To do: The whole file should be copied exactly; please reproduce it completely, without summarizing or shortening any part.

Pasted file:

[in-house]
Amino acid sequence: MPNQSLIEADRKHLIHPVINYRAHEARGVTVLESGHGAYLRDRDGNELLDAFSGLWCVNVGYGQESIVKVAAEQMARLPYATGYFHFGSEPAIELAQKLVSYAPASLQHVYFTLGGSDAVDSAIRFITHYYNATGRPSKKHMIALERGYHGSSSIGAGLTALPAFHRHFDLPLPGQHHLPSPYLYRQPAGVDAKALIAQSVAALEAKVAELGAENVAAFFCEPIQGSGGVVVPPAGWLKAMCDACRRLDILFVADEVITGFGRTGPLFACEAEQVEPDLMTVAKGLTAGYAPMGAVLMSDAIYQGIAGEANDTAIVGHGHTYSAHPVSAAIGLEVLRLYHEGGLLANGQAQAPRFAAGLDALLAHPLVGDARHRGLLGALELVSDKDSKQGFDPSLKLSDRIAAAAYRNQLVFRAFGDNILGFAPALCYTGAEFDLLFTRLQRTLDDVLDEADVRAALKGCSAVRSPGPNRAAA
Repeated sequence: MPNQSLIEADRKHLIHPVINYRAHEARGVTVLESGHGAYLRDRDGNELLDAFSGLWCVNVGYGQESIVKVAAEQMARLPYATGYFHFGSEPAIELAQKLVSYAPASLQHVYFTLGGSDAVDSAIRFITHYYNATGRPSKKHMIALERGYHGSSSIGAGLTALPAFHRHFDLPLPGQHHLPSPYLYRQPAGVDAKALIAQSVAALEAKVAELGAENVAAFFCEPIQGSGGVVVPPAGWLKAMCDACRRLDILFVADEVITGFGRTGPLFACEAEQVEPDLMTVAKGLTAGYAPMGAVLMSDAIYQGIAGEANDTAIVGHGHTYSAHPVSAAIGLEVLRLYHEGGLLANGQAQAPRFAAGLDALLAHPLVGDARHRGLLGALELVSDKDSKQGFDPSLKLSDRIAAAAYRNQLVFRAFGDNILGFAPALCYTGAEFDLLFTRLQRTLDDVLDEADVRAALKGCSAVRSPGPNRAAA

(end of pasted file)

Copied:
[in-house]
Amino acid sequence: MPNQSLIEADRKHLIHPVINYRAHEARGVTVLESGHGAYLRDRDGNELLDAFSGLWCVNVGYGQESIVKVAAEQMARLPYATGYFHFGSEPAIELAQKLVSYAPASLQHVYFTLGGSDAVDSAIRFITHYYNATGRPSKKHMIALERGYHGSSSIGAGLTALPAFHRHFDLPLPGQHHLPSPYLYRQPAGVDAKALIAQSVAALEAKVAELGAENVAAFFCEPIQGSGGVVVPPAGWLKAMCDACRRLDILFVADEVITGFGRTGPLFACEAEQVEPDLMTVAKGLTAGYAPMGAVLMSDAIYQGIAGEANDTAIVGHGHTYSAHPVSAAIGLEVLRLYHEGGLLANGQAQAPRFAAGLDALLAHPLVGDARHRGLLGALELVSDKDSKQGFDPSLKLSDRIAAAAYRNQLVFRAFGDNILGFAPALCYTGAEFDLLFTRLQRTLDDVLDEADVRAALKGCSAVRSPGPNRAAA
Repeated sequence: MPNQSLIEADRKHLIHPVINYRAHEARGVTVLESGHGAYLRDRDGNELLDAFSGLWCVNVGYGQESIVKVAAEQMARLPYATGYFHFGSEPAIELAQKLVSYAPASLQHVYFTLGGSDAVDSAIRFITHYYNATGRPSKKHMIALERGYHGSSSIGAGLTALPAFHRHFDLPLPGQHHLPSPYLYRQPAGVDAKALIAQSVAALEAKVAELGAENVAAFFCEPIQGSGGVVVPPAGWLKAMCDACRRLDILFVADEVITGFGRTGPLFACEAEQVEPDLMTVAKGLTAGYAPMGAVLMSDAIYQGIAGEANDTAIVGHGHTYSAHPVSAAIGLEVLRLYHEGGLLANGQAQAPRFAAGLDALLAHPLVGDARHRGLLGALELVSDKDSKQGFDPSLKLSDRIAAAAYRNQLVFRAFGDNILGFAPALCYTGAEFDLLFTRLQRTLDDVLDEADVRAALKGCSAVRSPGPNRAAA